The Animal Health Trust (AHT) is currently investigating the theory that seasonal canine illness (SCI) could be transmitted by external parasites such as harvest mites. It is possible that SCI is a novel disease that can infect dogs who are bitten by these mites while walking in woodland.
The AHT has had reports of suspected cases of SCI from all of the five study sites – Clumber Park, Nottinghamshire; Rendlesham Forest, Suffolk; Sherwood Forest, Nottinghamshire; Thetford Forest, Norfolk; and the Sandringham Estate, Norfolk – since the end of August 2012.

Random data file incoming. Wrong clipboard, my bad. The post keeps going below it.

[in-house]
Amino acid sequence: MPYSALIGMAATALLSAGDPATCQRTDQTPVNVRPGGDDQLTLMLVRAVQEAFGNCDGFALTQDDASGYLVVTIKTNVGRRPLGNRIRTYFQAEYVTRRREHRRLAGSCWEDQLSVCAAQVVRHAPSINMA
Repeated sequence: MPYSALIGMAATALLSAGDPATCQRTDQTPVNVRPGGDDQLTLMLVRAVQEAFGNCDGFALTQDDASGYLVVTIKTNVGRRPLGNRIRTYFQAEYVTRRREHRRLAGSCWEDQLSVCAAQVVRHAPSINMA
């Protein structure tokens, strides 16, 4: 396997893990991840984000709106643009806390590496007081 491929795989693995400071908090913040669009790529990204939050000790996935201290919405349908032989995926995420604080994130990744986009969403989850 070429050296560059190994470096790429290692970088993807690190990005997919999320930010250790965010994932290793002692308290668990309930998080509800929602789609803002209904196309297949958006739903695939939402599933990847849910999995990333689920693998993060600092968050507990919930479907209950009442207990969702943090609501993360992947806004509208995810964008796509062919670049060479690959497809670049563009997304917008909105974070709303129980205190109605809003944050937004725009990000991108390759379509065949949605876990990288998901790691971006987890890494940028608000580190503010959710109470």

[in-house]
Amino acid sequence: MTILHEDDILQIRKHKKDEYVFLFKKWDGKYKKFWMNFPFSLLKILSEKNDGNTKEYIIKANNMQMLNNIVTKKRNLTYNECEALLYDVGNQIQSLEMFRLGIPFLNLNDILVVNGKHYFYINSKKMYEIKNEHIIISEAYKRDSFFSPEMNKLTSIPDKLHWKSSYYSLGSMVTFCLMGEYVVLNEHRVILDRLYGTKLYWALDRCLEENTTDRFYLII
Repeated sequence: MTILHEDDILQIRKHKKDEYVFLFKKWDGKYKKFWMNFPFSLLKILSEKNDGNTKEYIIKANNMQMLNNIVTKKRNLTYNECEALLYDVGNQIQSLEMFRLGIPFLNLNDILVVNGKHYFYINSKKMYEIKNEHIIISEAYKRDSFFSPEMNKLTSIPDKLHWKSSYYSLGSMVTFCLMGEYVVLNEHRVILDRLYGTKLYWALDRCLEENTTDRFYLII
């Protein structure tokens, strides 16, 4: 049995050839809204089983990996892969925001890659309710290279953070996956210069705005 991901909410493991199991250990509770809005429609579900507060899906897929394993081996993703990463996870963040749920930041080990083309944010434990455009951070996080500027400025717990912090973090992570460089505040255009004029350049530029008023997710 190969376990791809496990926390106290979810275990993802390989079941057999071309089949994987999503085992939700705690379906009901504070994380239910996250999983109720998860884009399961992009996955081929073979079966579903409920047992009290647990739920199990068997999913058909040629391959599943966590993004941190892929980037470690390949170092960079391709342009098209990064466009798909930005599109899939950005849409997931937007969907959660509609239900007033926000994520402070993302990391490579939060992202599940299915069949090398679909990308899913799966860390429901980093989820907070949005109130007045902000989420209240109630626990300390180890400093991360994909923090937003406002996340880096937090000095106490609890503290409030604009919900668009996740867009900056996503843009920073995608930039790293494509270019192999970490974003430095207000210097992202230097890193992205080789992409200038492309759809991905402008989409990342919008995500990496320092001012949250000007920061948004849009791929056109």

However, dogs could be at risk when walking in any woodland during autumn, so dog owners should remain vigilant and seek veterinary advice immediately if they suspect their dog has SCI.
SCI comes on very quickly, usually within 24-72 hours. The most common clinical signs reported are:
- Abdominal pain.
- Lethargy (or reluctance to move).
- Loss of appetite.
- Shaking or trembling.
- High temperature/fever.
If you notice these signs in your pet seek veterinary advice immediately.
If you have walked your dogs at any of the study sites – regardless of whether or not your dog was taken ill – you can help by completing the online questionnaire at www.aht.org.uk/sci